20 Apr 2007
Ko-Thi taps into different style
By TOM STRINI
Journal Sentinel dance critic
Posted: April 20, 2007
Roxanne Fair had a hunch about Jason Samuels Smith, so she took some Ko-Thi Dance Company dancers on a field trip to Chicago to see Smith last year.
Ko-Thi Dance Company
Tap dancer Jason Samuels Smith will be at the center of the Ko-Thi Dance Company's "Words from the Soul."
If You Go
Who: The Ko-Thi Dance Company, the Ton Ko-Thi youth ensemble, guest soloist Jason Samuels Smith, spoken word poets Kwabena Antoine Nixon, Muhibb Dyer and Element Everest
What: "Kuumba 2007, Words from the Soul"
When: 7:30 p.m. Friday and Saturday
Where: Alverno College Pitman Theater, 3431 S. 39th St.
Tickets: $35, at the Alverno College box office, (414) 382-6044
As a result, he will be the featured guest artist on Ko-Thi's upcoming "Words from the Soul" concerts at Alverno College.
"We were right up front at that little theater in the Chicago Art Institute," Fair said. "I was astonished at the level of showmanship and technical skill. Jason and three members of his company were there. They kept us mesmerized for 90 minutes."
Smith, a New York tap dancer, is open to reaching out.
In Chicago, he was also working with an East Indian dance company.
He got that barefoot crew to put on tap shoes, just for something different.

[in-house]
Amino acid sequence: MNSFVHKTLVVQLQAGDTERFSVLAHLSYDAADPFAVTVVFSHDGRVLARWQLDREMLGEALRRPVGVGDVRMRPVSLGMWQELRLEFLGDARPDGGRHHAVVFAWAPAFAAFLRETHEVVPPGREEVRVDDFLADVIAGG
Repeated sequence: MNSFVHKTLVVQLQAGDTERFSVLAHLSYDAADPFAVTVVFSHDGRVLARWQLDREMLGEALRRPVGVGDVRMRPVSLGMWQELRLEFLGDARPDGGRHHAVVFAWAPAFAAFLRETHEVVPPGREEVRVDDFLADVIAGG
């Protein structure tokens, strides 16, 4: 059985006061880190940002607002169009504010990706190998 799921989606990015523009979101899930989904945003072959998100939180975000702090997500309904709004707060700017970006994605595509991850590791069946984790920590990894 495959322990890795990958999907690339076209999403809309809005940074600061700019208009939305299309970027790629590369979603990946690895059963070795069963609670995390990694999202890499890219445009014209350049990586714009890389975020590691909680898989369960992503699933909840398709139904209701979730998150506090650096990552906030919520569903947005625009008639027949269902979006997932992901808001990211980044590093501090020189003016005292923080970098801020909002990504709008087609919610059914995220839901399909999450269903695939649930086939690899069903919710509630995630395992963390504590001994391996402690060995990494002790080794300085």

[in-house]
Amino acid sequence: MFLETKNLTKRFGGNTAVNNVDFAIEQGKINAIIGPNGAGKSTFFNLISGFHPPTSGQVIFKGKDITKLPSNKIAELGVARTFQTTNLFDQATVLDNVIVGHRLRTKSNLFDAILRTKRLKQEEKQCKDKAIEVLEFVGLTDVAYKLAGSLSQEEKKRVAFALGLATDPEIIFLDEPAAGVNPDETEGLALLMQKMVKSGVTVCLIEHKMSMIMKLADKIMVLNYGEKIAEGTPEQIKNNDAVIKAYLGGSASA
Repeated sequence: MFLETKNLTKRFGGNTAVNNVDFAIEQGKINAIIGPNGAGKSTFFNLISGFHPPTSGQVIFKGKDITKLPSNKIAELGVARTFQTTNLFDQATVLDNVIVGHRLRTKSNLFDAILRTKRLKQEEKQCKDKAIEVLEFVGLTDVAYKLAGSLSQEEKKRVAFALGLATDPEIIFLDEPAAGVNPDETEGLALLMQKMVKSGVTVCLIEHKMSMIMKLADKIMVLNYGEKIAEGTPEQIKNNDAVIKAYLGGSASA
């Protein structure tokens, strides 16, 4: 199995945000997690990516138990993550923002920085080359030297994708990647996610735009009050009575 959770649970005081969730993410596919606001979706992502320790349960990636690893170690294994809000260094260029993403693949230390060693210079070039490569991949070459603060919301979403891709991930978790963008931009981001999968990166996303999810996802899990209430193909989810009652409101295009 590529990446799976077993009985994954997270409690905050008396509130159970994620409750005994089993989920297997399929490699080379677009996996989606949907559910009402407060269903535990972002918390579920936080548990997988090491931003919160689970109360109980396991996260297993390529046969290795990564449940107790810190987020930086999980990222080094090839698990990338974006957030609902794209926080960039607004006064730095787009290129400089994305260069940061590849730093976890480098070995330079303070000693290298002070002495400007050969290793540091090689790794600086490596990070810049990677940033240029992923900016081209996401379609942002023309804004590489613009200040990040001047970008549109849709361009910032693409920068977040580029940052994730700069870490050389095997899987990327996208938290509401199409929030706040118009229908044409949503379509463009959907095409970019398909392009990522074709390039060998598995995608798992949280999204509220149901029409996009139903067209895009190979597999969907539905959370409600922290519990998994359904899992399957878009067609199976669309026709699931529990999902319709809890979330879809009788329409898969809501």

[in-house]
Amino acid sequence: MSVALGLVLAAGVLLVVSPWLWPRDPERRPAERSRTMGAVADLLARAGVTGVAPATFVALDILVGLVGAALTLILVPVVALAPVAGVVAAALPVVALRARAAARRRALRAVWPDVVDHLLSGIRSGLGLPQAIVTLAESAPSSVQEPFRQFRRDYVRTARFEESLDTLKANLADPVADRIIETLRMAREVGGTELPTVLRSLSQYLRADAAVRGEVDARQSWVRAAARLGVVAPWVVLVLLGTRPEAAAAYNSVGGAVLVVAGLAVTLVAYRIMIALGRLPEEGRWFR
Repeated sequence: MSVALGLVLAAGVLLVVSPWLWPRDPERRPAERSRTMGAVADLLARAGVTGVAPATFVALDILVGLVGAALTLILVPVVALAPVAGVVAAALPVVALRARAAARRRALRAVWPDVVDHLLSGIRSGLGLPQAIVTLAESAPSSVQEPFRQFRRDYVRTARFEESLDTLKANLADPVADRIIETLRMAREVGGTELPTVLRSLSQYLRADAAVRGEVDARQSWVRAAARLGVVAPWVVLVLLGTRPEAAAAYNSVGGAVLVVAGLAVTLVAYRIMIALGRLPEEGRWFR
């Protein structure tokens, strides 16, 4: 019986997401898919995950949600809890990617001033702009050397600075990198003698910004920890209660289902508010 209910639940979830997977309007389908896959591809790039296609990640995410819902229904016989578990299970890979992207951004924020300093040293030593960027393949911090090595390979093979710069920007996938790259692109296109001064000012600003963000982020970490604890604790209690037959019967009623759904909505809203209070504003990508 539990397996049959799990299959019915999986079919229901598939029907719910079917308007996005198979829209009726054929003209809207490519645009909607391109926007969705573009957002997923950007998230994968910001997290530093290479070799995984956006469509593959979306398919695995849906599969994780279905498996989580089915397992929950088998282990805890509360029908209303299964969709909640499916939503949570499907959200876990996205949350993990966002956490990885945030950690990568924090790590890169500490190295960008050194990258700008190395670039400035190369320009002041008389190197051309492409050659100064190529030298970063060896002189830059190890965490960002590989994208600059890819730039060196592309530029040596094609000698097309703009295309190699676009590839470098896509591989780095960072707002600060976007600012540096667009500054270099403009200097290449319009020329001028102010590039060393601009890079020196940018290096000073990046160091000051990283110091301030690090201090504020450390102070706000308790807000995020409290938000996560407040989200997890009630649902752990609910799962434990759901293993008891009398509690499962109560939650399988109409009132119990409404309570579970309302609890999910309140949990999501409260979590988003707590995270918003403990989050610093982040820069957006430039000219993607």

"I thought it would be so cool to see him improvise with some of the West African stuff that we do," said Fair, Ko-Thi's associate artistic director and second in command to founder/artistic director Ferne Caulker.
Fair is to a large extent building the show around Smith.
She intends to have him weave into and out of a South African Boot Dance, a long-time company staple, have him tap dialogues with a Senegalese sabar drum and with the spoken-word poets that Caulker has brought into the mix.
"It will be like a three-tiered call-and-response," Fair said. "Jason can't come until production week, so there will be some serious improvising in the show."
Fair also asked her father, former Ko-Thi music director Dumaah Saafir, to adapt his music for Caulker's classic, "Juba," to include a significant solo for Smith.
"I just thought that music might work for tap," said Fair, a composer and musician as well as a dancer and choreographer. "I wanted him to be bigger than life for that solo, so we're building a runway that's 15 inches high and runs all the way across the stage."
Smith, 26, is the founder of the Anybody Can Get It dance company.
He started his professional career at age 8.
Smith has many television credits, and he's danced lead roles in Savion Glover's groundbreaking "Bring in Da' Noise, Bring in Da'Funk" tap show at age 15. He was also a member of Glover's NYOT (Not Your Ordinary Tappers).
In a phone interview from New York, Smith said he had worked with musicians from cultures all over the world, including Ghana, Senegal and Cameroon.
"You need to be conscious of the artist's approach when you collaborate," he said. "It's good to go in prepared, to know something about the culture. But the most helpful thing is just listening, to be in the moment, so I can add something relevant to the (musical and choreographic) conversation."
He's comfortable coming in during production week, for a short, intense rehearsal schedule.
"I'm used to coming in and grinding it out," he said. "That's how we work."
E-mail Tom Strini at firstname.lastname@example.org.